John Gruber's critique of Trackback
makes some good points. And I agree with many of them. But I have to disagree with his central argument that you can use referrer data instead. This argument completely misses what I feel is the best use of Trackbacks: category-specific aggregation. Take Blogpopuli
, for instance, which uses Trackback to gather posts about weblogs. Each of the site authors who send Trackbacks to Blogpopuli would have absolutely no reason to link (create a referrer) to Blogpopuli every time they posted about weblogsit just wouldn't make sense to their post. By sending a Trackback behind the scenes, they let a subsection of the world know the post is about weblogs without changing the substance of their post. It's a subtle distinction, perhaps, but I think an important one. Using Trackbacks, we suddenly have a new service that simply points to distinct posts of a given category. Extreme-niche, category-specific aggregators can be set up using Trackback that just aren't possible with referrers or (non-categorized) RSS. And an open posting form
means even those who aren't using Movable Type can contribute.
Even with its current widespread use of Site A linking to Site B, referrers don't measure up. For a referrer connection to be made, someone has to click on the link. That may seem trivial, but it means less popular sites could be cut out of the loop. Referrers track what a site's audience is doing, not what the site's author intended. To make matters worse, the referrer will not point to the specific post that is relevant. For example, most people will click a link from this weblog's main page, and create the referrer: http://onfocus.com/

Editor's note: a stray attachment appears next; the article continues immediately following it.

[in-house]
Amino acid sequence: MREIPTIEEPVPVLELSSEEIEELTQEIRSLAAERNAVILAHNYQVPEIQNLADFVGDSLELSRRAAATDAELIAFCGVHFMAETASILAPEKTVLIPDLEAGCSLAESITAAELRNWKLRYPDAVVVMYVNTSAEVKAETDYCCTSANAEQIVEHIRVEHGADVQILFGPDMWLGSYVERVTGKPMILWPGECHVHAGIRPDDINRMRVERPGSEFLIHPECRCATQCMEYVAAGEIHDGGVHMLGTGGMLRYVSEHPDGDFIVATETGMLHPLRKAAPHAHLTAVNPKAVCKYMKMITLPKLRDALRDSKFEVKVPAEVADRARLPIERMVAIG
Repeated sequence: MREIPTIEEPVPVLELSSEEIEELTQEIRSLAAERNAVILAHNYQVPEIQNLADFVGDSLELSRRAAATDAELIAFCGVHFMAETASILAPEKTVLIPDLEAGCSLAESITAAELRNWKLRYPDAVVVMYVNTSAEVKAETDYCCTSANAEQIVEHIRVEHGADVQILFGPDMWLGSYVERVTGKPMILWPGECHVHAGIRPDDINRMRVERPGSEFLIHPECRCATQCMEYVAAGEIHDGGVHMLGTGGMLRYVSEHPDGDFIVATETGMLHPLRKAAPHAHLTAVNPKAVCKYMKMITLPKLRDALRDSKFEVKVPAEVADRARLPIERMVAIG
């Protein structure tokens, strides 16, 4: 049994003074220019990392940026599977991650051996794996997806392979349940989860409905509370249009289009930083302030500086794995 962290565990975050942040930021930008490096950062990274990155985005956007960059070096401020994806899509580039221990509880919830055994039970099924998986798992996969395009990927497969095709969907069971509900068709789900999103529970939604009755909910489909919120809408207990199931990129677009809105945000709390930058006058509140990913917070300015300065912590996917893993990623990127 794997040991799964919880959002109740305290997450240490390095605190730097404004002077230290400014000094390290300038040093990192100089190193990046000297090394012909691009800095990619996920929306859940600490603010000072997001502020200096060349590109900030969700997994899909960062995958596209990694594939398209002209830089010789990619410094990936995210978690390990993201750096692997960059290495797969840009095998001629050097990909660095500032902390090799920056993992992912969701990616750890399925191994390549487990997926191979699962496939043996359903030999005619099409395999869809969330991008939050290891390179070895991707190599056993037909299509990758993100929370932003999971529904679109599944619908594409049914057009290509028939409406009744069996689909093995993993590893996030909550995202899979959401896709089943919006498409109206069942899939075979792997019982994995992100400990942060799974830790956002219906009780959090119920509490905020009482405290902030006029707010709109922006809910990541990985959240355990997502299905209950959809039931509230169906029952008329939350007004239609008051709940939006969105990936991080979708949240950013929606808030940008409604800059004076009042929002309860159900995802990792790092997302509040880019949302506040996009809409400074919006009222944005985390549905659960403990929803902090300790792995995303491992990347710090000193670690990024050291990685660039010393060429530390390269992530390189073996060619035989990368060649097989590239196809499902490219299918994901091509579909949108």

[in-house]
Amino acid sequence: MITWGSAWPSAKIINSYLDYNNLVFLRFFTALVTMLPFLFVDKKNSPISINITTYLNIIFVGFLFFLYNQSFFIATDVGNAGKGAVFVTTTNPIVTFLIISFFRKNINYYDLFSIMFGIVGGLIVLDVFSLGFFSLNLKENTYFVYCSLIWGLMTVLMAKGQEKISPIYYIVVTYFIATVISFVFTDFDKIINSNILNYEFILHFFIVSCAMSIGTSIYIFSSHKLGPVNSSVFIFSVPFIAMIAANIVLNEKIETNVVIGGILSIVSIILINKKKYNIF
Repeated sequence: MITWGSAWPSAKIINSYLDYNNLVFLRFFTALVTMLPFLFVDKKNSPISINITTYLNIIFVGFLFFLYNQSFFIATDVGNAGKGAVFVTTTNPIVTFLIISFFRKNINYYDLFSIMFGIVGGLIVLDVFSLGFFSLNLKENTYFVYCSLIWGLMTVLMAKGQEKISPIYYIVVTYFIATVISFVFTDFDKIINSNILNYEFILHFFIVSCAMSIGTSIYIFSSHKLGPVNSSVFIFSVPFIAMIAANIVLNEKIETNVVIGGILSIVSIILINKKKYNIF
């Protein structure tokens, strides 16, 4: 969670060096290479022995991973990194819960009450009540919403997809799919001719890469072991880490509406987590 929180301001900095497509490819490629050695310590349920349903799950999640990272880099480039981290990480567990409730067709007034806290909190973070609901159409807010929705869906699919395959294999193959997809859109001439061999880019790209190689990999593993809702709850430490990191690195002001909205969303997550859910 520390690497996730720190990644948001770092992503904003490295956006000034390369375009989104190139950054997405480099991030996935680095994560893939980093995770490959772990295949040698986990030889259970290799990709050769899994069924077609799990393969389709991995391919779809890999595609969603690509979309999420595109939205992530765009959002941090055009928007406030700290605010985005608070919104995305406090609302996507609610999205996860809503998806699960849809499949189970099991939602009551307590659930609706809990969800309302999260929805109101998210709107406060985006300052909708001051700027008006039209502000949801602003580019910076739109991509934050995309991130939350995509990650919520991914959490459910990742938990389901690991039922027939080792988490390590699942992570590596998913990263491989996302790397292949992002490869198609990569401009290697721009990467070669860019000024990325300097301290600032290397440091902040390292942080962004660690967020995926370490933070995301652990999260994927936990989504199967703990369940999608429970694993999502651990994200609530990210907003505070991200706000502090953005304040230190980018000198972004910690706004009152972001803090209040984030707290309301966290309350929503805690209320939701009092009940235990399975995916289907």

. As posts slide off the front page, referrer data will quickly become meaningless. Trackbacks use permalinks, which means the link will work well into the future. (Not to mention the problem most referrer-tracking scripts have distinguishing between http://onfocus.com
...they're the same site!)
There are also some cases were it's impossible for referrers to work. Check out the way Matt Haughey is using Trackbacks to keep a list of songs
he's listening to in Winamp. Because Winamp isn't a website, referrers can't exist. Extending weblogs into other devices requires a mechanism for transporting Web micro-content; Trackback could be that mechanism.
Sure, there are some problems with Trackback. And I think its current primary use of Site A notifying Site B of a relevant post isn't really its killer use. Topic-specific weblog post-aggregation is where Trackback could be very powerfuland relying on referrers isn't going to work to make that happen.